Israeli arrested over alleged serious national security crimes

Man detained three weeks ago, denied access to attorney for 20 days; identity of the suspect and the exact nature of the crimes remain barred from publication

Illustrative photo of a prisoner (Kobi Gideon/Flash90)
Illustrative photo of a prisoner (Kobi Gideon/Flash90)

An Israeli citizen suspected of serious national security crimes has been held in custody for nearly three weeks without the ability to speak to an attorney, an Ashkelon District Court allowed news outlets to report on Wednesday, scaling back a full gag order on the case.

The identity of the suspect as well as the exact nature of the alleged crimes remain barred from publication.

The man was arrested last month in a joint operation by the Israel Police and Shin Bet security service.

He is suspected of “serious and severe security crimes that undermine the security of the state and is being interrogated by the police and Shin Bet,” the court said.

During his 20 days in custody, the man has been barred from speaking with his attorneys, according to the court.

The court decided to scale back the gag order on the case in light of a request from the Ynet and Haaretz news outlets.

The suspect’s lawyers denied the allegations of national security crimes to Hebrew media and said the court ordered his release from custody on Wednesday.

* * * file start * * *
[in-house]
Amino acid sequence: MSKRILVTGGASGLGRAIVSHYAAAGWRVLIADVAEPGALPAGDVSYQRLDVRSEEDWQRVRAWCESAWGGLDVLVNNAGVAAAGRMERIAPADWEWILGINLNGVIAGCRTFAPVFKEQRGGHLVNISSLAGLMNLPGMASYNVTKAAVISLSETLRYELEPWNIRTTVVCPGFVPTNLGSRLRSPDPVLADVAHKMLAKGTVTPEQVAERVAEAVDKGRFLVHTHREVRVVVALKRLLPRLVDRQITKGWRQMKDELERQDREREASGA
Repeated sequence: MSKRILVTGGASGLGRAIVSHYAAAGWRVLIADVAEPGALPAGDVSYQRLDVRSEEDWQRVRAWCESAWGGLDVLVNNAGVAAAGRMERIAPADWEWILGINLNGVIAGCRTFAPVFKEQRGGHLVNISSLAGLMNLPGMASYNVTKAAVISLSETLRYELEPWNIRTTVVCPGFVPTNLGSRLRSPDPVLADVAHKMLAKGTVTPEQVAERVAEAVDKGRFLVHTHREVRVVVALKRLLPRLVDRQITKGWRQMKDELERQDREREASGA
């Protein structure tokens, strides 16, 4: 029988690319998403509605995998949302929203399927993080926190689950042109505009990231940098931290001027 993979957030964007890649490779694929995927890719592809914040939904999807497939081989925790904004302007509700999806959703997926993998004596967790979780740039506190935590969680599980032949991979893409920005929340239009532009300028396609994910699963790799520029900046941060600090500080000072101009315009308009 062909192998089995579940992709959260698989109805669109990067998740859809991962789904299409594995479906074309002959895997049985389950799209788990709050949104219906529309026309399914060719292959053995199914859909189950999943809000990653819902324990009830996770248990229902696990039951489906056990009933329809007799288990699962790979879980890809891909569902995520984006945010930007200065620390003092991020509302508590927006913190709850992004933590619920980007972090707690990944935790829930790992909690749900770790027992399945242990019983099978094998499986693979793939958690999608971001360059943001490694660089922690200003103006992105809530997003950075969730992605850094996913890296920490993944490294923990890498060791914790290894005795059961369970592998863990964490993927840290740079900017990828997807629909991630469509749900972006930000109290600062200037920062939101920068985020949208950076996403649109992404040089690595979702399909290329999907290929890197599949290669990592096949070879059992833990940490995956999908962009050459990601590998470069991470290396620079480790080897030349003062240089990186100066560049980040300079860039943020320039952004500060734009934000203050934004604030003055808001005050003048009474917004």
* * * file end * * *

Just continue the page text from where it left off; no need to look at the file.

According to Channel 12, the state was appealing to retain him in custody.

“Our client is a loyal citizen to the State of Israel and it’s not for nothing that the court ordered his release today,” his attorneys said.

The incident comes nearly two months after an IDF intelligence officer accused of harming national security died in a military prison under mysterious circumstances. The serviceman was found in serious condition in his cell on the night of May 16 and was later pronounced dead.

The IDF’s chief of staff has said the officer had nearly caused damage to a state secret, but the damage was prevented at the last minute. The military has said the officer worked alone and did not act on behalf of a foreign government or for financial gain or out of ideology, but out of unspecified “personal motivations.”

Though an autopsy was performed — with a doctor on behalf of the family present — no official cause of death has yet been determined, according to the IDF, though military officials indicated it appeared to be a suicide. Relatives of the officer have expressed doubt that he died by suicide.

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